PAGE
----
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Bliss Perry, The American spirit in lierature: a chronicle of great interpreters 10 0 Browse Search
Thomas C. DeLeon, Four years in Rebel capitals: an inside view of life in the southern confederacy, from birth to death. 6 0 Browse Search
Southern Historical Society Papers, Volume 9. (ed. Reverend J. William Jones) 2 0 Browse Search
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expected to excel; but, while the list of rhymsters was longer than Leporello's, the poets hardly exceeded in number the writers of prose. Thompson, Meek, Simms, Hayne, Timrod and McCord were the few names that had gone over the border. Up to that time, however, the South had never produced any great poem, that was to stand aerets like this would be sheer failure; and where many did so well, it were invidious to discriminate. The names of John R. Thompson, James Randall, Henry Timrod, Paul Hayne, Barron Hope, Margaret Preston, James Overall, Harry Lyndon Flash and Frank Ticknor had already become household words in the South, where they will live forevebrook, that pure Vestal in the temple of Mars? Every tear of sympathy that fell upon its pages was a jewel above rubies, in the crown of its gentle author. Paul Hayne had won already the hearts of his own readers; and had gained transatlantic meed, in Tennyson's declaration that he was the sonneteer of America! And the yearn
Southern Historical Society Papers, Volume 9. (ed. Reverend J. William Jones), Raid of Captain Wm. Miles Hazzard on St. Simon's Island. (search)
ur men. But let me tell you, sir, that beside these graves, I swear by heaven to avenge their desecration. If it is honorable for you to disturb the dead, I shall consider it an honor, and will make it my ambition, to disturb your living. I shall fancy, sir, the voice of the departed ones from their desecrated homes, exclaiming that such a nation may truly say to Corruption, thou art my father; to Dishonor, thou art my mother; Vandalism, thou art my ambition. W. Miles Hazzard. Ode by Paul Hayne. I. The night and its stillness were ‘round him, And the spell of solitude bound him With a feeling of awe, as his footsteps drew nigh The spot where the bones of his forefathers lie, On the island whose tropical wildwood Had rung to the laugh of his childhood; And he paused with a sigh where the low branches fall From the oak, and the willow o'ershadowing the wall Of the church-yard, that sleeps pale and hoary 'Neath the moonlighted tremulous glory! II. He stood in the stillness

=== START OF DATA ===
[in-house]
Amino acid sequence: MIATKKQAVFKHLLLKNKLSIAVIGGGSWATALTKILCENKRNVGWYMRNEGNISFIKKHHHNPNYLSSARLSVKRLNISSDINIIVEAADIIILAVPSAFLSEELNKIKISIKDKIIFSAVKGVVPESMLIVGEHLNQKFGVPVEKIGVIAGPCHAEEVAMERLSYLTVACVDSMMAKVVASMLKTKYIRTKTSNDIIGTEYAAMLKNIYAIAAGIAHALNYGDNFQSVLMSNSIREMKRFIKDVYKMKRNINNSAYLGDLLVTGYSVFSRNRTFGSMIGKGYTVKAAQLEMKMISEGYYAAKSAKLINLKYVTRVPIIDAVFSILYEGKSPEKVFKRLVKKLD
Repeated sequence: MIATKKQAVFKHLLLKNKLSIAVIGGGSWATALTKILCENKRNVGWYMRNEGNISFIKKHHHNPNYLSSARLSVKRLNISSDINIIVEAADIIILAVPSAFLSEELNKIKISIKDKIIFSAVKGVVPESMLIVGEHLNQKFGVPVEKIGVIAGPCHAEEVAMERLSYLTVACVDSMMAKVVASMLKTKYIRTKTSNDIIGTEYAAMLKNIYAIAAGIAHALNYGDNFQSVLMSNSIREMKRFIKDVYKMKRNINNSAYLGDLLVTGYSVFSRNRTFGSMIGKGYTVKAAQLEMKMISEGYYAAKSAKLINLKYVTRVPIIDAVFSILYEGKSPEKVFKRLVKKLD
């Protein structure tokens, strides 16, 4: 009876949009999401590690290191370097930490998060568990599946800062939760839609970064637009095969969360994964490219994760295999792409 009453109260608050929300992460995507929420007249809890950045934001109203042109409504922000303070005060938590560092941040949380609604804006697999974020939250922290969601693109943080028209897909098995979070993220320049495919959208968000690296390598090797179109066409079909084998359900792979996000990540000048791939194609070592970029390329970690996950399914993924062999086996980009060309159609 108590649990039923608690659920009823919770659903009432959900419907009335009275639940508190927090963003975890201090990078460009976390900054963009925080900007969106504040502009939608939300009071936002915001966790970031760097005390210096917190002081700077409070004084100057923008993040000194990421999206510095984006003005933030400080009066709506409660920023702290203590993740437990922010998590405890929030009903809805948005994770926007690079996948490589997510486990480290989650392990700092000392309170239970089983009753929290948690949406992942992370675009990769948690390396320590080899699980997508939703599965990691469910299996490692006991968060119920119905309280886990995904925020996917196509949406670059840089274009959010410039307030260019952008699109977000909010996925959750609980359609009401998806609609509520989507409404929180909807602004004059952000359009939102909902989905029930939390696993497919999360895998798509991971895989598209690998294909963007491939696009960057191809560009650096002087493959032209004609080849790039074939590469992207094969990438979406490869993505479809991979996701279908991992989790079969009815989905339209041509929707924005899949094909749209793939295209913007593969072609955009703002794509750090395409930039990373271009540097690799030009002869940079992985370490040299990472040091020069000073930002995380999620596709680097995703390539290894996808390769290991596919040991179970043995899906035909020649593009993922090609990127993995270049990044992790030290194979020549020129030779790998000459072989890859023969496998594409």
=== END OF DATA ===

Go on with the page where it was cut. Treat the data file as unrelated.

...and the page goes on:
erament ever touched more unerringly than in these words? When Webster himself thundered, at the close of his reply to Hayne in 1830, Union and Liberty, now and forever, one and inseparable, the words sank deeper into the consciousness of the Amellege Case before the Supreme Court, the Plymouth, Bunker Hill, and Adams-Jefferson commemorative orations, the Reply to Hayne, and the Seventh of March speeches in the Senate. Though he exhibited in his private life something of the prodigal reckr nations has often proved to be when read after the immediate occasion for it has passed. Single lyrics by Timrod and Paul Hayne, Boker, H. H. Brownell, Read, Stedman, and other men are still full of fire. Yet Mrs. Howe's Battle Hymn, scribbled ha children repeated it in school, vaguely but truly perceiving in it, as their fathers had perceived in Webster's Reply to Hayne thirty years before, the idea of union made simple, sensuous, passionate. No American poem has had a more dramatic and
, Daniel, 38 Greeley, Horace, 217-18 Greenslet, Ferris, 169 Hale, E. E., 224 Half-century of conflict, a, Parkman 185 Halleck, Fitz-Greene, 107 Hamilton, Alexander, 76-77 Hanging of the Crane, the, Longfellow 156 Harris, J. C., 246 Harte, Bret, 240-42 Harvard, John, 16 Harvard College, 62 Haunted Palace, the, Poe 192 Hawthorne, Nathaniel, in 1826, 89; opinion of Bryant, 105; opinion of Transcendentalism, 143; life and writings, 144-52; typically American, 265 Hayne, Paul, 225 Hazard of New Fortunes, a, Howells 251 Hearn, Lafcadio, 248 Hecker, Father, 141 Henry, Patrick, 72, 209 Herons of Elmwood, the, Longfellow 156 Hiawatha, Longfellow 155 Higginson, T. W., 142, 262 Holmes, O. W., in 1826, 89; attitude toward Transcendentalism, 143; life and writings, 163-168; died (1894), 255 Home sweet home, Payne 107 Hooker, Thomas, 21-22, 30-31 Hoosier schoolmaster, the, Eggleston 247 House of the seven Gables, the, Hawthorne 145, 150 Ho